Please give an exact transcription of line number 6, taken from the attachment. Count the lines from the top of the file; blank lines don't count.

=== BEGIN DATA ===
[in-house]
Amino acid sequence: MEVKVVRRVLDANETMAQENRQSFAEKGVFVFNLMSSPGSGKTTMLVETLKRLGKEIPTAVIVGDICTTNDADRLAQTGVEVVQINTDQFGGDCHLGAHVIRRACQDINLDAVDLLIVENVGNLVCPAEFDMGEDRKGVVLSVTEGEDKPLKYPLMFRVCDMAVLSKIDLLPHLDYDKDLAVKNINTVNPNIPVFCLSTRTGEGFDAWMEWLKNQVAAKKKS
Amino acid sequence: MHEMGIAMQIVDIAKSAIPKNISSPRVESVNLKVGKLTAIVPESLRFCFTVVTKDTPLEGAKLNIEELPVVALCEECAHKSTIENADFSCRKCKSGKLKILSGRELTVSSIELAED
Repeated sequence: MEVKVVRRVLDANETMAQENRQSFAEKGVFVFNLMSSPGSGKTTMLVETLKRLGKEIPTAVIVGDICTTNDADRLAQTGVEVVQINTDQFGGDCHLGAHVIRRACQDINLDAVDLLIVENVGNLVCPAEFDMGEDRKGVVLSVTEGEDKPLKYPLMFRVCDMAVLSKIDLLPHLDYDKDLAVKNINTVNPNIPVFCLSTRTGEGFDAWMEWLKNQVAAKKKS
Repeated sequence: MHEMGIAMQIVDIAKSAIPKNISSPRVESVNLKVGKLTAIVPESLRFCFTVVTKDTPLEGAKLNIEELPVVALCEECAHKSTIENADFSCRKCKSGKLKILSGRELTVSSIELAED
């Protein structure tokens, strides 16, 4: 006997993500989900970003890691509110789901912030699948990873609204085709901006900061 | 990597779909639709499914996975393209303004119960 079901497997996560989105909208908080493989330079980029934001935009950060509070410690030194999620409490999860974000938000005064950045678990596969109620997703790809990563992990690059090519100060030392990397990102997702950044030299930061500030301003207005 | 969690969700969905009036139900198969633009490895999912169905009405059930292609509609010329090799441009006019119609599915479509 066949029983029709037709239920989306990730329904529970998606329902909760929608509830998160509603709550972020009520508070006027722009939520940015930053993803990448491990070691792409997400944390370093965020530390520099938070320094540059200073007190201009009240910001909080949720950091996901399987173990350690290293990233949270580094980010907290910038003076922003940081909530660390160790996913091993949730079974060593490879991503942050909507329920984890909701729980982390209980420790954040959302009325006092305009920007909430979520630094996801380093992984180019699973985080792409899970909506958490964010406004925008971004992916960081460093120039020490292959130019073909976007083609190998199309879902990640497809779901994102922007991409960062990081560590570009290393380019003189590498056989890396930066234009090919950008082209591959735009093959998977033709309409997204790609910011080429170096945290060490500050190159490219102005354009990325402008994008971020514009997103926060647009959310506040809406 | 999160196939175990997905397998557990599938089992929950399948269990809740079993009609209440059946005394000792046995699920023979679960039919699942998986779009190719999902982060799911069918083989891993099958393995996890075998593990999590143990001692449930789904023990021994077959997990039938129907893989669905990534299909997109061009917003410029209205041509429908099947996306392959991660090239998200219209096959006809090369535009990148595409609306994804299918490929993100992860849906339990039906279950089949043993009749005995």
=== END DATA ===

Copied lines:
């Protein structure tokens, strides 16, 4: 006997993500989900970003890691509110789901912030699948990873609204085709901006900061 | 990597779909639709499914996975393209303004119960 079901497997996560989105909208908080493989330079980029934001935009950060509070410690030194999620409490999860974000938000005064950045678990596969109620997703790809990563992990690059090519100060030392990397990102997702950044030299930061500030301003207005 | 969690969700969905009036139900198969633009490895999912169905009405059930292609509609010329090799441009006019119609599915479509 066949029983029709037709239920989306990730329904529970998606329902909760929608509830998160509603709550972020009520508070006027722009939520940015930053993803990448491990070691792409997400944390370093965020530390520099938070320094540059200073007190201009009240910001909080949720950091996901399987173990350690290293990233949270580094980010907290910038003076922003940081909530660390160790996913091993949730079974060593490879991503942050909507329920984890909701729980982390209980420790954040959302009325006092305009920007909430979520630094996801380093992984180019699973985080792409899970909506958490964010406004925008971004992916960081460093120039020490292959130019073909976007083609190998199309879902990640497809779901994102922007991409960062990081560590570009290393380019003189590498056989890396930066234009090919950008082209591959735009093959998977033709309409997204790609910011080429170096945290060490500050190159490219102005354009990325402008994008971020514009997103926060647009959310506040809406 | 999160196939175990997905397998557990599938089992929950399948269990809740079993009609209440059946005394000792046995699920023979679960039919699942998986779009190719999902982060799911069918083989891993099958393995996890075998593990999590143990001692449930789904023990021994077959997990039938129907893989669905990534299909997109061009917003410029209205041509429908099947996306392959991660090239998200219209096959006809090369535009990148595409609306994804299918490929993100992860849906339990039906279950089949043993009749005995």